We had a control scheme that made sense to us for the investigation phase, just to get things working and functional. However, we found that the controls were not very user friendly. The rate of error with the dialogue system were many (even within the dev team), and having the trigger used for multiple things would make the player drop items they were holding sometimes or do other things they didn’t want to do. Since then, we’ve re mapped the controls. The rate of error is way down, but the biggest problem is that we’re using the grip buttons to grab items, as the trigger is used for other things. The trigger is more intuitive as players who have prior console experience are familiar with triggers on controllers, and no controller has the grip button like the VIVE does. It’s unfortunate, because the grip buttons are a really cool feature, but no one knows to use them. We are currently working on implementing a tutorial with dialogue, UI, and voiceovers to teach the player what the grip buttons are and to use them. That’s the biggest challenge. We hope to have a build ready to test by next week to see how the player responds to the tutorial.

In order for this alpha build to be feature complete, we need a couple more things in the game. Aside from the tutorial, we also need to put all the dialogue into the game. This is something that is easy to do, but time consuming. I have to do a pass of all the dialogue I’ve written so far and add much more. The interrogation we have in the game was very basic and more of a placeholder dialogue tree. We also need to work on the flow of the game. Right now, the two phases are working but there is nothing to tell the player when they’re done with the investigation and when they can go to the interrogation. We plan on having a “crime desk” phase in between, prompting the player to rest if they need to take a break from VR and to review evidence and character profiles. This crime desk will be like the police station with Jack Conway’s office being accessible. We would have the tutorial diagrams (which are also in the tutorial in the level) on the wall on a corkboard, making it look like the images are part of the scene.

We tested an earlier build of the game at Gamma Space TO and got some great feedback from a couple game devs working in VR and the head of the studio, Henry Farber. He genuinely loved the game and thought the mechanics were all fleshed out really well, and loved the direction we were headed in for the UI. He said combining digetic and non-digetic objects was clever and it’s something he would love to see in a VR game and asked that we send new builds when we can, which is great since we’ll want more feedback!

Originally, we thought we could have level 0 (the tutorial level) and level 1 in the game by the end of this semester, but we decided level 0 is more important because there is more work to do teaching the player what to do in the game.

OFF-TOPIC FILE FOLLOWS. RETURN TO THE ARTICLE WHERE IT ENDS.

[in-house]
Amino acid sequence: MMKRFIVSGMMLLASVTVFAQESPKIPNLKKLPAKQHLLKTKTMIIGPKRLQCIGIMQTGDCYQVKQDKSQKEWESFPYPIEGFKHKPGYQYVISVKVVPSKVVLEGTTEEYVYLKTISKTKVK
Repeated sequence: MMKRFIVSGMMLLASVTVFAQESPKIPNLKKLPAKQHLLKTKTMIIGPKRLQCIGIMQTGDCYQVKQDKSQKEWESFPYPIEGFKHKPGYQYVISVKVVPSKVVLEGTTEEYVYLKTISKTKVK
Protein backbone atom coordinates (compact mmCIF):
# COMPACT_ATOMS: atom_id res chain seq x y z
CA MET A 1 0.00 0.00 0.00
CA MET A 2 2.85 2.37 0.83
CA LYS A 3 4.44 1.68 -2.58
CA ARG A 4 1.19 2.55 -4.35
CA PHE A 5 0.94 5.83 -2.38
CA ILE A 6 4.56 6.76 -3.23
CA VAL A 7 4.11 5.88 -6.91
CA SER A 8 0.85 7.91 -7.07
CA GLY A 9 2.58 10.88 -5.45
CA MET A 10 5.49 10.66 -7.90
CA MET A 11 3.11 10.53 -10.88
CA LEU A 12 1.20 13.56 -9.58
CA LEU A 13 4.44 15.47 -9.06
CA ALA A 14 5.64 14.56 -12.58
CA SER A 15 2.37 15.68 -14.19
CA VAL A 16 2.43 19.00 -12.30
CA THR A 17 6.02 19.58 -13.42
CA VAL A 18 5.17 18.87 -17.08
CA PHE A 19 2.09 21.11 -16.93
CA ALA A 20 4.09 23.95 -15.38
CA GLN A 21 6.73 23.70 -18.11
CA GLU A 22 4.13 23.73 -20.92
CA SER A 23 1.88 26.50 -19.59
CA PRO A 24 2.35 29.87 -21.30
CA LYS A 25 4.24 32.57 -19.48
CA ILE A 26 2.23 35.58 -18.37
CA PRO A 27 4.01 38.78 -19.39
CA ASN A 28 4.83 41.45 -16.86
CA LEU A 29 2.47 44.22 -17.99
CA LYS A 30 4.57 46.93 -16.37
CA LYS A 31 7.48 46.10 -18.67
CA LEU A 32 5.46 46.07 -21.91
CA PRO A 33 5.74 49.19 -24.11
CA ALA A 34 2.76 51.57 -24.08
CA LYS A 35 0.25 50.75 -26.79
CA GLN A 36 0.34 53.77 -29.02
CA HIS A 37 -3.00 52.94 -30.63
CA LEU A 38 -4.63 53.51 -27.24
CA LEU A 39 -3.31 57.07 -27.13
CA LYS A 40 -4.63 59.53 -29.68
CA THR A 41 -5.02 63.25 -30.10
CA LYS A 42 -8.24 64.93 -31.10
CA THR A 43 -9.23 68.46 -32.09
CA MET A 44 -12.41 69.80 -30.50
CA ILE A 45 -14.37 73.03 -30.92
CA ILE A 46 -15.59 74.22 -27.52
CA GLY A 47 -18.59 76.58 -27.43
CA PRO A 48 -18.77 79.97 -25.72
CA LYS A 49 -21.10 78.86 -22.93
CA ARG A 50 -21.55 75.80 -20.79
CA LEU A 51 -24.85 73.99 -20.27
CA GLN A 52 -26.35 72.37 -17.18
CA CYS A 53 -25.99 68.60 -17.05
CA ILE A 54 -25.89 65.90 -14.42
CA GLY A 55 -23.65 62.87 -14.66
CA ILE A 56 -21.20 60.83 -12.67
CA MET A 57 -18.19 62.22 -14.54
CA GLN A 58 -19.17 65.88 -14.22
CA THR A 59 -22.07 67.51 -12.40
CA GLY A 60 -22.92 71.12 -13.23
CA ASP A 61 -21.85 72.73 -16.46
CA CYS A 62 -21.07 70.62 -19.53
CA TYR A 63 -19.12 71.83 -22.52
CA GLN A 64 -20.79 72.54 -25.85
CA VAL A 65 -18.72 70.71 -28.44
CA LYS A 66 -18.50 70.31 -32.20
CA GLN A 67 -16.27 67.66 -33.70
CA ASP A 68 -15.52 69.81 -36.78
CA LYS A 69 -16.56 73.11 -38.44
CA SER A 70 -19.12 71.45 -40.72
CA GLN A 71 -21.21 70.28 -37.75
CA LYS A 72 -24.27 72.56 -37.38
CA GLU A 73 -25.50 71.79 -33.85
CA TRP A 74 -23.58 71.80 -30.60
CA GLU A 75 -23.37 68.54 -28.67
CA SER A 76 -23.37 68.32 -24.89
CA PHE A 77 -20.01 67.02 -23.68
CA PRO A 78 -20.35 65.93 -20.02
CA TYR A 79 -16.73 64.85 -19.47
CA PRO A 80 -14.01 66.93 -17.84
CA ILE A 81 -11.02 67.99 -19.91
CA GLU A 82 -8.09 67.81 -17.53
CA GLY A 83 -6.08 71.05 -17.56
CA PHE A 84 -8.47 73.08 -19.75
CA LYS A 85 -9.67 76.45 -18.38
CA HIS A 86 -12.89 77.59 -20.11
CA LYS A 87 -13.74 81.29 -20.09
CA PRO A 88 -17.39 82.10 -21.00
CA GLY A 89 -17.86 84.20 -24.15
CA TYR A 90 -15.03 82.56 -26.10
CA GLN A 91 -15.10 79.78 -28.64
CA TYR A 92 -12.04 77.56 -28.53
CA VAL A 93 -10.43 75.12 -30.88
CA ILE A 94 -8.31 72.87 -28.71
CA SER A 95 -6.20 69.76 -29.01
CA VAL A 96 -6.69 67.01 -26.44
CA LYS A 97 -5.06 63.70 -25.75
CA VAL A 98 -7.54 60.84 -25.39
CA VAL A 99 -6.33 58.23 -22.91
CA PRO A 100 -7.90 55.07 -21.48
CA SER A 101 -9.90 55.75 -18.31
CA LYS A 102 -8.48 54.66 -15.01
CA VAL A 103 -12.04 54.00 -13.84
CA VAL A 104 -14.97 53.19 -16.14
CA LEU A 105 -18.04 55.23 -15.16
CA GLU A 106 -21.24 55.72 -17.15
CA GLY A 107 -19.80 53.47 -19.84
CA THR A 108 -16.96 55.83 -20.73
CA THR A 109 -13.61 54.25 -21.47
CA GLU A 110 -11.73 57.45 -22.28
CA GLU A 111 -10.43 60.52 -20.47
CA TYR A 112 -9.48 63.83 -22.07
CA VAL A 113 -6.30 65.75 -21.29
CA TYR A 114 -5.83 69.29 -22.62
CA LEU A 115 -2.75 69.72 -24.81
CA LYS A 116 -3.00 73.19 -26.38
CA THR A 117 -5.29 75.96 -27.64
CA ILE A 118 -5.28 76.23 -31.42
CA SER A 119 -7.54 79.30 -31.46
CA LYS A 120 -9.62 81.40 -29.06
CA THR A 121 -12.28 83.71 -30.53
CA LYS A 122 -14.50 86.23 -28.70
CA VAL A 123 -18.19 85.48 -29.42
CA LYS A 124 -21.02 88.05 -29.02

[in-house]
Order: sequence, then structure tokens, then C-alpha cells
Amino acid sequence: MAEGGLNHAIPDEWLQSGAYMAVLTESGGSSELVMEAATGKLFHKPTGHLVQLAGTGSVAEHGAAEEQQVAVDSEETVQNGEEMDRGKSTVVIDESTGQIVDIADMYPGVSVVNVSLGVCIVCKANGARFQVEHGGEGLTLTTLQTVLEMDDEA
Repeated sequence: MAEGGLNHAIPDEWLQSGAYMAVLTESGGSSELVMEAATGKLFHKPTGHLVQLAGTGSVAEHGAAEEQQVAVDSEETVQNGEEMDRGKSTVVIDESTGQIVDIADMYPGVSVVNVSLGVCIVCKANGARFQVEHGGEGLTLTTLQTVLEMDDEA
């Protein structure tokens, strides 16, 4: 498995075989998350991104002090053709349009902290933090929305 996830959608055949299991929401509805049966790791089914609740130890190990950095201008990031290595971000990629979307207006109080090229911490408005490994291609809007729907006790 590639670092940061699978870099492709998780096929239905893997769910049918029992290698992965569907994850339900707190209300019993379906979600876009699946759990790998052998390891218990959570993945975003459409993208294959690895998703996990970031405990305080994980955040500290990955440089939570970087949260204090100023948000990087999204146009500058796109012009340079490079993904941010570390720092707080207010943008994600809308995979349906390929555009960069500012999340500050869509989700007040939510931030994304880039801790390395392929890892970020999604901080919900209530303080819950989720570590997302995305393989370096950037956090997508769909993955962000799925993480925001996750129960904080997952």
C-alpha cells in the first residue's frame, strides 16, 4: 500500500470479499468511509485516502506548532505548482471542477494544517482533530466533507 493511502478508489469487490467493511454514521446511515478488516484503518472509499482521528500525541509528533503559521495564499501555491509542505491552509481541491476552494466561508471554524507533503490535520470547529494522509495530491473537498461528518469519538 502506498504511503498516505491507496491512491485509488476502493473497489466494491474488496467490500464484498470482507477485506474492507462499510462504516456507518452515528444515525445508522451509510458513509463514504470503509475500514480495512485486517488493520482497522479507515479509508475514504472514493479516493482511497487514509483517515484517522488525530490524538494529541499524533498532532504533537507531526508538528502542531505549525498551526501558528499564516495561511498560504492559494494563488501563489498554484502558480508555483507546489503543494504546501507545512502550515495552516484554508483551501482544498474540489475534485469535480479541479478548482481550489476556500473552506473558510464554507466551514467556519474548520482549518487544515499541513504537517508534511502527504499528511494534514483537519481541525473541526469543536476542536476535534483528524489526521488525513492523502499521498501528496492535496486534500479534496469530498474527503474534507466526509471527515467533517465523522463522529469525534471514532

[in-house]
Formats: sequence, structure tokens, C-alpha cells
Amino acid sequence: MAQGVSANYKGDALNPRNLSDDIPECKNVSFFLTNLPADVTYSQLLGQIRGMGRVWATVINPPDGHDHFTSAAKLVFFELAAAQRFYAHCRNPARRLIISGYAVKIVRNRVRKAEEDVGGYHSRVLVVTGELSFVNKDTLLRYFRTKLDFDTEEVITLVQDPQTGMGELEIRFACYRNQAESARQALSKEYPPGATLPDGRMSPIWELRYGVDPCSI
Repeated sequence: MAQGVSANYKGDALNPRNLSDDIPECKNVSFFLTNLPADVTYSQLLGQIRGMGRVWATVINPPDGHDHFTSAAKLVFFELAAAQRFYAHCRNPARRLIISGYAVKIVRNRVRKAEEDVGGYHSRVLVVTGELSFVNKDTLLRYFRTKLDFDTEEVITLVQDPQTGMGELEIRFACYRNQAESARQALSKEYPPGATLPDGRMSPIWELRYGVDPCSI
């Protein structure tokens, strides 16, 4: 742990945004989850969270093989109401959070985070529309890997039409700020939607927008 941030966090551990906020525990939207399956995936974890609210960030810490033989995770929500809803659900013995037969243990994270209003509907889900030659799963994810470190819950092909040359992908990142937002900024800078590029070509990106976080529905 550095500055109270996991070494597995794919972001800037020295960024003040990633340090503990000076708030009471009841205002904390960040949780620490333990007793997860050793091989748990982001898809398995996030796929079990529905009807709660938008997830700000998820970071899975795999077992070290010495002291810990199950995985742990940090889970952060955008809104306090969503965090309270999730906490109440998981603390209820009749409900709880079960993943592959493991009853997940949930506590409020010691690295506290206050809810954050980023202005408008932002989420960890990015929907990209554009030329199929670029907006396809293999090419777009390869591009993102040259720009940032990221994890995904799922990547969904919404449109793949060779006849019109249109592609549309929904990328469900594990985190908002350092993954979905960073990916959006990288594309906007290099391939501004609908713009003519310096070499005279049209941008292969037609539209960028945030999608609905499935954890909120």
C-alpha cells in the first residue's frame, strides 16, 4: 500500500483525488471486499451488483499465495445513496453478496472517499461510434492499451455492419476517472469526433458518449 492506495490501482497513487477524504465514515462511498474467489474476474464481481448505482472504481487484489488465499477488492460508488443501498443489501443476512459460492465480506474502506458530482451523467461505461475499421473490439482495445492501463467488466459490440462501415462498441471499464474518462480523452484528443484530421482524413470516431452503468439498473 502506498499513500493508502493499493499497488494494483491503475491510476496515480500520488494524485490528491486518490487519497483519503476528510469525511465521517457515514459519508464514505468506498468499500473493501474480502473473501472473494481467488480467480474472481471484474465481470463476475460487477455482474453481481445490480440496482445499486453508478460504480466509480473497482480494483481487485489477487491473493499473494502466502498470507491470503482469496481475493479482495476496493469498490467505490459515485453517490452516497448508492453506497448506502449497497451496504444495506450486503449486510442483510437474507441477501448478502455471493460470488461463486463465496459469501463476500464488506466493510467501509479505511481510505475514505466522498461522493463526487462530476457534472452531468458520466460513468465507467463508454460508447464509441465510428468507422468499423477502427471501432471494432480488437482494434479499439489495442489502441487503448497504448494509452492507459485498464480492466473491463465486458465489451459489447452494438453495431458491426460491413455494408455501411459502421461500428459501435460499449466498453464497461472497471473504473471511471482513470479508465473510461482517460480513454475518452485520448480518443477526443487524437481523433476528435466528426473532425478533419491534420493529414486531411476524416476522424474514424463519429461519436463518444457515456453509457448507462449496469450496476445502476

There’s so much work left to do in the next two weeks. We’ll see how it goes!

Log #2: Investigating Investigations

So we’re a quarter of the way through capstone and since the last post, we’ve been working on prototypes. As mentioned before, we have two phases to prototype: the INVESTIGATION and INTERROGATION (words that are are so similar it seems that everyone on our team is talking about one but say the other out loud. It’s not confusing at all…)

We’ve spent a lot of time prototyping the mechanics, especially for the investigations. We’ve INVESTIGATED the best ways to do teleportation from quadrant to quadrant (hence the title of the log post) and found two ways of doing it. As the lead designer, I’ve tried to spend a lot of time in the editor assuring that the teleportation feels nice and doesn’t cause motion sickness. So far, so good. The only thing we have to worry about now is how it feels with the scenes populated with evidence and red herrings all over. Designing around this teleportation mechanic can be limiting but I’m confident we’ll do a great job.

What I believe is that we’re in a good position right now, we have a lot of the mechanics working and assets in development, but we have to start prototyping the tutorial level to see how it flows. From there we’ll find more problems to solve, which is a good thing. There’s lots of pressure on us as a team, but we’re in pretty good shape.

Above: An accurate depiction of our current state


What I’ve done as producer (that I may not have mentioned in the previous post) is made a bunch of spreadsheets to track assets, especially art assets and voiceover lines. These have been very useful for everyone to see how far along we are in our asset production pipeline. Here’s a screenshot of one of the lists: